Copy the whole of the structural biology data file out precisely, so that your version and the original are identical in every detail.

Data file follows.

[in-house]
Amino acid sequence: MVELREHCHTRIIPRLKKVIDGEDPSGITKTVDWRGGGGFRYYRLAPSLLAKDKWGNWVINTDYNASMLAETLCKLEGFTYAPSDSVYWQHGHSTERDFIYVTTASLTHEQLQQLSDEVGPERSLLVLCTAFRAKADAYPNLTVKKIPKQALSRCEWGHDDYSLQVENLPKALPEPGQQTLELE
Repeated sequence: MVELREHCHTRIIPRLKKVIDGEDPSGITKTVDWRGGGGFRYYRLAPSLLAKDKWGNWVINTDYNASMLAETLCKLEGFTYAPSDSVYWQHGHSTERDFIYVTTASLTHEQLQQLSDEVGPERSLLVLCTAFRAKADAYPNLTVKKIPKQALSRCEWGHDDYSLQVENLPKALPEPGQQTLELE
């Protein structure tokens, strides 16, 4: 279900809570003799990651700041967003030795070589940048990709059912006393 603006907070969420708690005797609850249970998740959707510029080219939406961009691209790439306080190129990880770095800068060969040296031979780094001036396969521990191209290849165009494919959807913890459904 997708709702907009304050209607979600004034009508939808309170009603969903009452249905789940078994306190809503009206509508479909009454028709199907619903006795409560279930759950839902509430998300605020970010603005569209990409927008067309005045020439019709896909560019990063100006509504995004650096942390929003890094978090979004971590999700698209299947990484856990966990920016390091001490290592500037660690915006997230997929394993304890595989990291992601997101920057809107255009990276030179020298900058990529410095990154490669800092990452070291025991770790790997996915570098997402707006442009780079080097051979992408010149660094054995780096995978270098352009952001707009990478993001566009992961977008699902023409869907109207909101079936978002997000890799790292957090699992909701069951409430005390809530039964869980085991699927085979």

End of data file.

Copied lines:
[in-house]
Amino acid sequence: MVELREHCHTRIIPRLKKVIDGEDPSGITKTVDWRGGGGFRYYRLAPSLLAKDKWGNWVINTDYNASMLAETLCKLEGFTYAPSDSVYWQHGHSTERDFIYVTTASLTHEQLQQLSDEVGPERSLLVLCTAFRAKADAYPNLTVKKIPKQALSRCEWGHDDYSLQVENLPKALPEPGQQTLELE
Repeated sequence: MVELREHCHTRIIPRLKKVIDGEDPSGITKTVDWRGGGGFRYYRLAPSLLAKDKWGNWVINTDYNASMLAETLCKLEGFTYAPSDSVYWQHGHSTERDFIYVTTASLTHEQLQQLSDEVGPERSLLVLCTAFRAKADAYPNLTVKKIPKQALSRCEWGHDDYSLQVENLPKALPEPGQQTLELE
């Protein structure tokens, strides 16, 4: 279900809570003799990651700041967003030795070589940048990709059912006393 603006907070969420708690005797609850249970998740959707510029080219939406961009691209790439306080190129990880770095800068060969040296031979780094001036396969521990191209290849165009494919959807913890459904 997708709702907009304050209607979600004034009508939808309170009603969903009452249905789940078994306190809503009206509508479909009454028709199907619903006795409560279930759950839902509430998300605020970010603005569209990409927008067309005045020439019709896909560019990063100006509504995004650096942390929003890094978090979004971590999700698209299947990484856990966990920016390091001490290592500037660690915006997230997929394993304890595989990291992601997101920057809107255009990276030179020298900058990529410095990154490669800092990452070291025991770790790997996915570098997402707006442009780079080097051979992408010149660094054995780096995978270098352009952001707009990478993001566009992961977008699902023409869907109207909101079936978002997000890799790292957090699992909701069951409430005390809530039964869980085991699927085979």